As the editor of Poetry magazine, Christian Wiman resides atop a prominent perch, perhaps one precarious for a poet. With its recently found riches, this once relatively obscure publication now occupies a place of increasing prominence and Wiman, as its leader, has become known these last few years as much for his life as for his writing. To summarize: he stopped writing, then fell in love and got married, found out he had a rare and incurable blood cancer—with indeterminate consequences regarding his life expectancy—and turned to a deeper, public commitment to Christianity. That’s a load of information for a writer’s work to bear, but fortunately, Wiman returned to his craft and his new collection of poems, “Every Riven Thing,” manages to carry all of his baggage weightlessly. His is a world of acute insight into the human questions—of mortality, of God, of nature—rendered without proselytizing, without prognosis. He just observes, and still questions. He’s as at home on the trains of the city as he is on the range of his native West Texas. He believes in God, yet leads us into the existential void, into the terror of the terminal soul. His illness sharpens his vision; his words are radiated. And yet, he’s funny, using humor to disarm the darkness that lies within reach of his questions. His public readings are a rarity, and his work works best aloud, so consider yourself fairly warned about the consequences of your absence. (Brian Hieggelke)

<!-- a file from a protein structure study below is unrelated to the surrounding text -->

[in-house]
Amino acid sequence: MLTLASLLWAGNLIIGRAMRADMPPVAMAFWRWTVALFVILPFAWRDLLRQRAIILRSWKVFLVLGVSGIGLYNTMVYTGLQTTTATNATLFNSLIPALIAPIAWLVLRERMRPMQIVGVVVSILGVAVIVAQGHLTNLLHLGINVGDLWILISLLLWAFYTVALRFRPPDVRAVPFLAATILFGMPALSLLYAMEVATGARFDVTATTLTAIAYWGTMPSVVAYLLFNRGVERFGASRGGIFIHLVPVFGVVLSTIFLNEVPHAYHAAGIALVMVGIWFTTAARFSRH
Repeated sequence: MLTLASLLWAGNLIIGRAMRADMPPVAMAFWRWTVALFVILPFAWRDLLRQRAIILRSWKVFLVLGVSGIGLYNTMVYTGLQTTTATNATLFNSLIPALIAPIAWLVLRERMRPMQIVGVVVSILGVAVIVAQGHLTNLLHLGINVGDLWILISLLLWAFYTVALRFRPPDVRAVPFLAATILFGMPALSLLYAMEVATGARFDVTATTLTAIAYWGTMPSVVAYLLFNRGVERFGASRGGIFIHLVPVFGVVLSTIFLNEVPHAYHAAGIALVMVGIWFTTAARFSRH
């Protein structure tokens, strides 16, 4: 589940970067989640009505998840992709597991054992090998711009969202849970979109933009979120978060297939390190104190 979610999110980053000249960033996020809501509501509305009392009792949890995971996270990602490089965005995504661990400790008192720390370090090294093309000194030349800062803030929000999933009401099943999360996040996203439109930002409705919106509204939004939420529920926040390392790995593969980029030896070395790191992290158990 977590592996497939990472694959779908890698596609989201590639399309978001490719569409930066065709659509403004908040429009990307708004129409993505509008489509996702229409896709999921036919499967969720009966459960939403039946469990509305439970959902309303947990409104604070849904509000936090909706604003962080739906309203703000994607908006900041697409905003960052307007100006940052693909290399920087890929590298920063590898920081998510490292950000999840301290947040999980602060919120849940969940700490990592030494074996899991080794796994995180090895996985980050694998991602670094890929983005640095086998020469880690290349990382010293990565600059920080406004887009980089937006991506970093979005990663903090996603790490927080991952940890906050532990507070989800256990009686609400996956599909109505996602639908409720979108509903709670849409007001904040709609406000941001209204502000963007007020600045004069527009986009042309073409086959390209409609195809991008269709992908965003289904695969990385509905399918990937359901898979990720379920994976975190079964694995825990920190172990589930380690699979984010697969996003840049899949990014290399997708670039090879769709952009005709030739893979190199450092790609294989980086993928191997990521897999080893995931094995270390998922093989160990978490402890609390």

Christian Wiman reads from “Every Riven Thing” January 13 at 7pm at the Stop Smiling Storefront, 1371 North Milwaukee. Free.